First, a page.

The analysis of uncertainty is based on the unfolding of observations of and discussions with two academic researchers. Both informants (John and Catherine) were experienced academics at, or near, the beginning of research projects involving the use of networked information systems. They were also experienced users of these systems. John is a senior lecturer involved in a research project that emerged from a conference paper and a workshop conducted a few months before the observation period began. He is observed collecting and evaluating information for his project. Catherine is a senior lecturer who, at the start of the field work, had spent three years working part-time on a doctoral thesis in her field. During the period of observation, Catherine collects book and serial literature for various chapters of her thesis. Both informants describe themselves as curious, avid explorers of ideas. Encounters with them during the course of this study confirm their self-assessments. They display enthusiasm for their topics and a willingness to remain open to insights. At the same time, however, they display a degree of pragmatism that allows them to work successfully as academics in their respective departments.
A naturalistic framework was applied, drawing on the work of Lincoln and Guba (1985), Erlandson et al. (1993) and Barry (1994). When engaging with the informants in the field, two broad questions initiated discussions: What are you looking for? and, How do you know when you have found it?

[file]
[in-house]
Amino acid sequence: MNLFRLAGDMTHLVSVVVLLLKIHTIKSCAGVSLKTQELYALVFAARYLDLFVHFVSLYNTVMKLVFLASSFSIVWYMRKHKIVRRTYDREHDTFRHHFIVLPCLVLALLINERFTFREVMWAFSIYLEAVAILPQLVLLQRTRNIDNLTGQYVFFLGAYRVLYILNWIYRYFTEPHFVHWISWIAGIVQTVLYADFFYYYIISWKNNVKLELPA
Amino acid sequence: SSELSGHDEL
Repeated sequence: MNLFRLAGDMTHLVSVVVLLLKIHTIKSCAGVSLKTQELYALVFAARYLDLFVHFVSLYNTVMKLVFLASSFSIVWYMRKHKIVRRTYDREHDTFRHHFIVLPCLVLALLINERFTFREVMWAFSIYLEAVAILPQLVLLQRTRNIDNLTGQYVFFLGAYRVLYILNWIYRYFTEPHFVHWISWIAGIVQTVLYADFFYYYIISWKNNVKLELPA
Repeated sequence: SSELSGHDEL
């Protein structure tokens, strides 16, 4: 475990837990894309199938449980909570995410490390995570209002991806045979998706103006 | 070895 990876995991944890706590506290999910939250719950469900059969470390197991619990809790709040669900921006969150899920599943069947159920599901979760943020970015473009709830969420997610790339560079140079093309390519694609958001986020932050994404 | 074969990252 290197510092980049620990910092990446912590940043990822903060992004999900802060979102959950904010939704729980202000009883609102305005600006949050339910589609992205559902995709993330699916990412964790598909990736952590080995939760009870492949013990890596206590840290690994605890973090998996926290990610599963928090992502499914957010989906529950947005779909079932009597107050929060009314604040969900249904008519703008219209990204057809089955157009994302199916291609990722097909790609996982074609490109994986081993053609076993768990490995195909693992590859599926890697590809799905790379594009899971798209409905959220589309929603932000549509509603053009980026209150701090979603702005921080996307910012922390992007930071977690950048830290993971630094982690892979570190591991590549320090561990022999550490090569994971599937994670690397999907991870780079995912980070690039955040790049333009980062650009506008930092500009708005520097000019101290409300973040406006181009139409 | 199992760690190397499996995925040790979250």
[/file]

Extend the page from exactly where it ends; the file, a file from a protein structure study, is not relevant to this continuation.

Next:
Discussions with the informants and observation of their practices moved on from these questions in directions determined by their responses and the research activities they were undertaking at the time. Engaging with these interpretive processes from within the informants' worlds meant allowing them to drive the circumstances and the manner in which their practices were examined, observing what they did, and listening to their explanations of their actions.
Over a two year period, informants' information seeking and judgments of relevance were observed as part of their own ongoing research projects. Audio and video tools recorded informants' 'talk-aloud' sessions as they searched and evaluated both networked and print information resources (e.g., citations, abstracts and texts). Semi-structured interviews were conducted throughout this period to discuss their research projects and gain a better understanding of their research activities. Informants were also observed preparing documents as part of their research work, discussing their project with colleagues and delivering presentations about their work.
This study did not involve interviews about uncertainty, but rather discussions and observations with two informants in the course of their search and research activities. Layered transcriptions of document-by-document discussions, conversations and interviews with informants were reviewed for evidence of uncertainty in relation to: